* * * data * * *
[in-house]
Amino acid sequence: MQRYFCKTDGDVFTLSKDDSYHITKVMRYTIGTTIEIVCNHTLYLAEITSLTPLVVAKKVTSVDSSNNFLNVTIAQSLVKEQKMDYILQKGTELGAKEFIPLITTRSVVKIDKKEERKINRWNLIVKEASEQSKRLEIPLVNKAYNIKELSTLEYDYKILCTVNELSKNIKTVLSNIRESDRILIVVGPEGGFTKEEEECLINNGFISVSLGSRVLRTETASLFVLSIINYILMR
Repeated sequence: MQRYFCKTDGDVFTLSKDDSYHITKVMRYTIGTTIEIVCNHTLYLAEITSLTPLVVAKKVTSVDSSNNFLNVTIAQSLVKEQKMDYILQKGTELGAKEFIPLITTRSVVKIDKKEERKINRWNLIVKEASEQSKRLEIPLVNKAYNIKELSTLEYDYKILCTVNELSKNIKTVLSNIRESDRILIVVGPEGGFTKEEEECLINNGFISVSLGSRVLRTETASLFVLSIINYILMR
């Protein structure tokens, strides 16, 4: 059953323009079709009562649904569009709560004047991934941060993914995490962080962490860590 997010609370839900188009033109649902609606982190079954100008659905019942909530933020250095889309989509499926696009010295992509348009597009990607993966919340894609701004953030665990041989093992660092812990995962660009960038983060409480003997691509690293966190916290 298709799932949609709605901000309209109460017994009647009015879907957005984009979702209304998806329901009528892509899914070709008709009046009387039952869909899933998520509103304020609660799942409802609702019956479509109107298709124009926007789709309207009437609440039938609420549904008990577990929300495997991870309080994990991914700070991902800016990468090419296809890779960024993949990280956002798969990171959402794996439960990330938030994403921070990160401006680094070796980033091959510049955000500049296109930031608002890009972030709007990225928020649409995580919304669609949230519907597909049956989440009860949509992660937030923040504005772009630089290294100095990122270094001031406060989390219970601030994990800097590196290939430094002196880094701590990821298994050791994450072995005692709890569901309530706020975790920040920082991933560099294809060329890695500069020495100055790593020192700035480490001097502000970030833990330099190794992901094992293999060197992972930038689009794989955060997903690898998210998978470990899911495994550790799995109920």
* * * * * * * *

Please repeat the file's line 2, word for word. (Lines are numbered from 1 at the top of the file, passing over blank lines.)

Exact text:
Amino acid sequence: MQRYFCKTDGDVFTLSKDDSYHITKVMRYTIGTTIEIVCNHTLYLAEITSLTPLVVAKKVTSVDSSNNFLNVTIAQSLVKEQKMDYILQKGTELGAKEFIPLITTRSVVKIDKKEERKINRWNLIVKEASEQSKRLEIPLVNKAYNIKELSTLEYDYKILCTVNELSKNIKTVLSNIRESDRILIVVGPEGGFTKEEEECLINNGFISVSLGSRVLRTETASLFVLSIINYILMR